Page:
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Overwintering Datura/Brugmansia (Angels Trumpet)

David Deutsch dd at gondwana.org
Sun Nov 7 11:32:22 EST 1999

In article <01bf28a9$69aea320$08d66ad1 at pandora>,
  "Pandora" <pandora at windo.missouri.org> wrote:
> I have four potted woody-stemmed Daturas I grew from seed last year that
> I'd very much like to keep alive.  They spent last winter on a sun porch
> where they stayed leafy but hosted spider mites.  They're too big for the
> sun porch now.  I read (but can't remember where) that they go dormant
> during the cold season but are only half-hardy.  Does anyone know how to
> get them to go to sleep and if they could then be stored in the dark in my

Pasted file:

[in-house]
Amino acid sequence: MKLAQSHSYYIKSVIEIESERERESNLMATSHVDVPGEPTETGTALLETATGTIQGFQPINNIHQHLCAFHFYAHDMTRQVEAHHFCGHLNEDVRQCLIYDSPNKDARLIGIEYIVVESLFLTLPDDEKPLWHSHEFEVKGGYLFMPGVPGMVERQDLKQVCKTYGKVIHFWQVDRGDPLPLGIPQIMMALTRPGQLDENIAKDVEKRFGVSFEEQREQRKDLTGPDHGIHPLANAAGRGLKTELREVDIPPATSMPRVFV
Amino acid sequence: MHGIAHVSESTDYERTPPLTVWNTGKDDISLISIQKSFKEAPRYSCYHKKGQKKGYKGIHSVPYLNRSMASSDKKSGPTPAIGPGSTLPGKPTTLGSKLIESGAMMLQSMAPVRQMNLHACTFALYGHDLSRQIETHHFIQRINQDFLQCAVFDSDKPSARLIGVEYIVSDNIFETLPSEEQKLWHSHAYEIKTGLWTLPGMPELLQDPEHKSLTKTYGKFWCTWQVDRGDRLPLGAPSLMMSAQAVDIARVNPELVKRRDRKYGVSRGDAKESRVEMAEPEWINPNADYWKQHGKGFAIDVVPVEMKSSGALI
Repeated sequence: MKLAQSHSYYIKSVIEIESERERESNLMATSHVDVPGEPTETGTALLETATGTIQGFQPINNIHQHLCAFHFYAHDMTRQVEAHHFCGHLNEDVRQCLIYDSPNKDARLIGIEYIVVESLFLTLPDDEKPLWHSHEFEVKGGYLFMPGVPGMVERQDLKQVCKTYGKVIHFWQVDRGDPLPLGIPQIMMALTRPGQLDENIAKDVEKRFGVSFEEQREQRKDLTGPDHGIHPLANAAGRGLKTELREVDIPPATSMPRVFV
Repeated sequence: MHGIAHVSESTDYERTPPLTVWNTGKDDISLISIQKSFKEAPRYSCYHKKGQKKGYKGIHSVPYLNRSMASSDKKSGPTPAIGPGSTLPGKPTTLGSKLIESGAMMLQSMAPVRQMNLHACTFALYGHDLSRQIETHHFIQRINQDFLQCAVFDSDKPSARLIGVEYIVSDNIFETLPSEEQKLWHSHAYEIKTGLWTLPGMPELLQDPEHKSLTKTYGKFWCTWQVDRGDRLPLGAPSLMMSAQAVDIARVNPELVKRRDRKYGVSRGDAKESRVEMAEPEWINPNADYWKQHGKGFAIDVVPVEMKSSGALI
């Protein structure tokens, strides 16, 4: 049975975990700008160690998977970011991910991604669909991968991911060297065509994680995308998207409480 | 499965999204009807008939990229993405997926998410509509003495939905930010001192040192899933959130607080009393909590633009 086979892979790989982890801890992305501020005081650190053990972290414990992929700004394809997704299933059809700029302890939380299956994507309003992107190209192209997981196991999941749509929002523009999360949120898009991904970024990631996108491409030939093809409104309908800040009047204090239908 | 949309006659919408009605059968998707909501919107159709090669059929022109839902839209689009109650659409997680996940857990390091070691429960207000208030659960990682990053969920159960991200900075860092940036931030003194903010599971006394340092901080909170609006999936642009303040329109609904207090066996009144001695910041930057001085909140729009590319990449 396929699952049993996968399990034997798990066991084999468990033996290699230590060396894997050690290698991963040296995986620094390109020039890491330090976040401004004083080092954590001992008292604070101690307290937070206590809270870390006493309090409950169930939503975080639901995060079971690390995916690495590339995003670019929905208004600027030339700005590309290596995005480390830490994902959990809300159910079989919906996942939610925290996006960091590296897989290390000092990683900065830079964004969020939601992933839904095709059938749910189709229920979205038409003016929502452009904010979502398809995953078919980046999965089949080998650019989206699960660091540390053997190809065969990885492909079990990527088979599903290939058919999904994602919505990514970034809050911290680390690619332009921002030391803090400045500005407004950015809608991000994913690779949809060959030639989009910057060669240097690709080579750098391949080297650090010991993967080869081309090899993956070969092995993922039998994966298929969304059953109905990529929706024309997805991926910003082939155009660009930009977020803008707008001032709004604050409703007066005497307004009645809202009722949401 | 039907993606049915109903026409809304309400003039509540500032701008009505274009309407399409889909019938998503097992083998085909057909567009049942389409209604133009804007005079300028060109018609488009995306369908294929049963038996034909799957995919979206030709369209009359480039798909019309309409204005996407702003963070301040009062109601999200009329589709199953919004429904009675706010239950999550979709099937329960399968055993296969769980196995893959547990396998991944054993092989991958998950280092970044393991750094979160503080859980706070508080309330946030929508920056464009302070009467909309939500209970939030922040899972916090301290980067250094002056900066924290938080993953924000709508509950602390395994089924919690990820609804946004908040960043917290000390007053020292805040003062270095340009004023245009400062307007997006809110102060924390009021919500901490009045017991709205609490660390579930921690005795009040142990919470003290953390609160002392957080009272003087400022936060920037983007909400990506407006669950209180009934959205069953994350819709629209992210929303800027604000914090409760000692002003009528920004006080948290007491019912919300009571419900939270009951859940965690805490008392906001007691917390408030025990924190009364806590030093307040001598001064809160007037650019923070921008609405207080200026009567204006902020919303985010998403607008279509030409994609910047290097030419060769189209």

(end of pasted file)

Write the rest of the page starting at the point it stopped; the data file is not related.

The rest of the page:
> root cellar (where I overwinter my potted fig) until spring?  I live in
> zone 6.
> --
> pandora at windo.missouri.org

Hi Pandora,

My Brugmansias were planted in the ground outdoors in my garden (I'm in Zone
9), and last year, they survived a Zone 8 winter (we had a severe freeze in
the teens that we seem to get every 10 years or so). They burned right to the
ground and I was sure they were dead for sure... then they surprised everyone
and came back from the roots to being huge this summer and in full bloom
right now.

However, being that you're in Zone 6 I don't think you could get away with
what I did (I'm amazed I got away with it at all!). Victoria is right. In
your case, the root cellar is definitely the way to go, though I wonder if it
wouldn't benefit the plant to be exposed briefly the a mild freeze (around
30-32 F) to reduce its level of activity before putting it to bed for the
winter? What do you think, Victoria? Would a 45 F root cellar be enough, or
would a light frost be a good idea?


David Deutsch
Gondwana Gardens
Sellers of Southern Hemisphere and Primitive Plants

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